France Warms to Gay Marriage

War, torture, deception, decapitation: Let’s leave Iraq behind for once, and return to the matter of love. Or at least what some call love, while others prefer not to recognize it as such, calling it other things. Remember not so long ago when a flurry of homosexual marriages were being performed at the San Francisco City Hall, among other places in the US, to which President Bush countered with his proposal for an amendment to the US Constitution defining marriage exclusively as a union between a man and a woman? Well, once more people are planning homosexual marriages, and the administration is promising to block them while inveighing loudly against the very principle. This time, though, the opposition is preparing a law for debate in the legislature to formally enshrine that principle into law.

Ah, the “opposition”; the “legislature.” Do I mean the Democrats and Congress? No, and that’s your clue (plus this entry’s title, plus the innocent fact that this weblog is entitled “EuroSavant,” after all). If you haven’t heard of all this, you probably have a good excuse since it is happening not in the US but in France, and reports on these developments are by-and-large only available in French.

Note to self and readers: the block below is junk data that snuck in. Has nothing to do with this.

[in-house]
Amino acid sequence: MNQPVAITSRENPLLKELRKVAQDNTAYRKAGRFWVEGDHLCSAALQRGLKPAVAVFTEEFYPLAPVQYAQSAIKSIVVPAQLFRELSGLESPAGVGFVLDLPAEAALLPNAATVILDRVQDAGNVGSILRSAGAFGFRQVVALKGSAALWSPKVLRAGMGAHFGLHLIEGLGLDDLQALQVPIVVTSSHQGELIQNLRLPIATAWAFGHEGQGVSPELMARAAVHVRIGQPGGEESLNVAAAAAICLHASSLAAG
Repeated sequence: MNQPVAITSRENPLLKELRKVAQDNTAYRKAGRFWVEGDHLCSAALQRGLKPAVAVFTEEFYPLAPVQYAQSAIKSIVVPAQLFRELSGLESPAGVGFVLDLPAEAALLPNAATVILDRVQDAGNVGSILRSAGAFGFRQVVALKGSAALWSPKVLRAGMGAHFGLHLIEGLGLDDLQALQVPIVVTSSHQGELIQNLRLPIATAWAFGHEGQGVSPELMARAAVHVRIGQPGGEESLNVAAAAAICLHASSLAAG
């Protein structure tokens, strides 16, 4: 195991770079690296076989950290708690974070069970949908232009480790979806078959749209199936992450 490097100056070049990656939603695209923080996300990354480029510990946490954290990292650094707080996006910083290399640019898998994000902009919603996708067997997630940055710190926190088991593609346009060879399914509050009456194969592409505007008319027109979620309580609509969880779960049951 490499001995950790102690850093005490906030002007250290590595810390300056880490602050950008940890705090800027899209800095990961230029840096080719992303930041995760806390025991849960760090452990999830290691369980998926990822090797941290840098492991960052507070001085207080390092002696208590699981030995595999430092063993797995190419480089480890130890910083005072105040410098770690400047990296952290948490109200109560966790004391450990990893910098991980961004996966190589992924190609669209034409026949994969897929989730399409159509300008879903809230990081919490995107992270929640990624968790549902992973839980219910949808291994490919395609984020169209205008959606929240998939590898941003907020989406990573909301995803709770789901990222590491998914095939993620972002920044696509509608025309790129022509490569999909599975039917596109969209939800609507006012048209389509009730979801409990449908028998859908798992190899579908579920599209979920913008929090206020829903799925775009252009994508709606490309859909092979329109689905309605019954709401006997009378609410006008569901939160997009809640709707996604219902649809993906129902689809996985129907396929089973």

Those who can handle French should probably first start getting up-to-speed with the excellent article summing-up recent developments in the Nouvel Observateur (Gay Marriage: The Socialist Party and the Greens on the Offensive). The Greens in France aren’t a very important political party, but the Socialists certainly are: they made up the previous government, under premier Lionel Jospin, and are likely set to form the government after the next general election, if the overwhelming success of Socialist candidates in the local elections this spring are any indication. As things stand, France is already relatively advanced (or depraved, depending on your viewpoint) in the matter of state sanction of intimate relationships between couples of whatever sex, in that for six years now the pacte civil de solidarité (known seemingly everywhere instead by the acronym “PACS”) has been in force, essentially a civil agreement between couples, of whatever sex or sexes, that falls just short of the granting the protections and obligations of marriage. (You can read the official details about it, in French, here. Nothing of this sort of “civil union” is to be found in the US, of course, except in Vermont, where it was introduced under Governor Howard Dean. It’s common among other European countries, though.) Nonetheless, last Tuesday (11 May) saw pronouncements by several leaders of the French Left that it was time to make legal full marriage between persons of the same sex (and, for many, the right of such couples to adopt children as well). Francois Hollande, current leader of the Socialist Party, announced to the Assemblée Nationale (the lower house of the French legislature) that his party would begin preparations in both the Assemblée and the Senate for drawing up two legislative proposals for formal introduction “undoubtedly in the autumn,” concerning marriage and adoption/children’s rights. His number two, Laurent Fabius (a former Socialist prime minister), piped up that same day, also in favor of gay marriage and adoption as well as making improvements to the PACS, and reminded everyone that he had made his position clear a year ago, in an interview he had with a French homosexual magazine, Têtu. Then there was Noël Marmère – himself merely only one of the three legislators in the Assemblée of the Greens (not a particularly important political party in France, ordinarily), but also deputy mayor of the town of Bègles (in the Gironde, the south-west of France), who promised publicly to begin performing homosexual marriages in that capacity in Bègles starting on 5 June.